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Title:
Automatic call director first in first out accessory
United States Patent 6754334
Abstract:
An external accessory is added to an automatic call director to ensure first in first out operation for connection to primary resources when secondary resources are accessed prior to primary resources. A controller intercepts resource requests for the call director and manages an auxiliary queue to provide first in first out operation. The resource requests are returned to the call director queue once first in first out is guaranteed.


Representative Image:
Automatic call director first in first out accessory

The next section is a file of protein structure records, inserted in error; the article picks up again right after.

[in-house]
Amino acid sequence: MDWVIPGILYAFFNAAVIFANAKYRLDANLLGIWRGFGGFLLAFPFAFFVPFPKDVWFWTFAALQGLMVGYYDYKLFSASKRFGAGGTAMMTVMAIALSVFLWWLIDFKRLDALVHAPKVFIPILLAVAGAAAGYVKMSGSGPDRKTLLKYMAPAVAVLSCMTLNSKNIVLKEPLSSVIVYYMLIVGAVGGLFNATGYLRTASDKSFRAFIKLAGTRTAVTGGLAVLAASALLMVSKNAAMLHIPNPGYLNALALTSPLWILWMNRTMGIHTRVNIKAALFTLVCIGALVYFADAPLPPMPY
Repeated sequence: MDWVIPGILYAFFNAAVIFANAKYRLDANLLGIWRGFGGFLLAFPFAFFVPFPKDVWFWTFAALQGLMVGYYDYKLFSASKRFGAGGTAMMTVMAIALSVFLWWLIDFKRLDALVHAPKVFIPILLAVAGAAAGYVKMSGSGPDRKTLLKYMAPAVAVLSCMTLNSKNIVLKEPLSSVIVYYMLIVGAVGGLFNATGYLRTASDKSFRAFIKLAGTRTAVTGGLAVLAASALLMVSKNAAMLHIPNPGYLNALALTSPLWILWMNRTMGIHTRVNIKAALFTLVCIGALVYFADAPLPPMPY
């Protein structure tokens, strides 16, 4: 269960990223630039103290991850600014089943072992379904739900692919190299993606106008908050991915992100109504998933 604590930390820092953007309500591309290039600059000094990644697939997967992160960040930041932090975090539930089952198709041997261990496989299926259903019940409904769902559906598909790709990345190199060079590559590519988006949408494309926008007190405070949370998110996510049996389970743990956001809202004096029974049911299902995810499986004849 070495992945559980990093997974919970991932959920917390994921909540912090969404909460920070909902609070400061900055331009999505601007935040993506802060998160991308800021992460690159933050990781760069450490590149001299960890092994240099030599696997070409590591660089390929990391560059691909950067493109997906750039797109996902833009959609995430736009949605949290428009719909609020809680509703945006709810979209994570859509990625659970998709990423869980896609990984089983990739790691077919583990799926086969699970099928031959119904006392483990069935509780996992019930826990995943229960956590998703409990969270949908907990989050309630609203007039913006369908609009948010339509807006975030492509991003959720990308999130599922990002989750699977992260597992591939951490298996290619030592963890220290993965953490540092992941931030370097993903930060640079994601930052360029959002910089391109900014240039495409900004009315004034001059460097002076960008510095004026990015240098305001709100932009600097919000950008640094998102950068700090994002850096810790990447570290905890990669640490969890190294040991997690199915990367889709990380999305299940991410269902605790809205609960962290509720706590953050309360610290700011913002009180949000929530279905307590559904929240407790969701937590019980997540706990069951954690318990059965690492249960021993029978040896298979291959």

Inventors:
Williams, Mark J. (North Canton, OH)
Nightingale, Gregory A. (Akron, OH)
Application Number:
10/436337
Publication Date:
06/22/2004
Filing Date:
05/12/2003
Assignee:
Virtual Hold Technology, LLC (Akron, OH)
Primary Class:
Other Classes:
379/88.17, 379/88.18, 379/265.01, 379/265.09, 379/266.03, 379/266.04
International Classes:
H04M3/523; H04M3/51; H04M3/533; (IPC1-7): H04M1/64; H04M3/00
Field of Search:
379/88.18, 379/265.1, 379/266.04, 379/266.01, 379/88.17, 379/265.09, 379/265.01, 379/67.1, 379/265.4, 379/266.02, 379/266.03, 379/265.08, 379/265.02, 379/265.13
View Patent Images:
US Patent References:
6563921Automatic call director first in first out accessory2003-05-13Williams et al.379/266.01
6463149Web page synchronization system and method2002-10-08Jolissaint et al.379/265.09
6028925Telephonic switching system, telephonic switch and method for servicing telephone calls using virtual memory spaces2000-02-22Van Berkum et al.379/265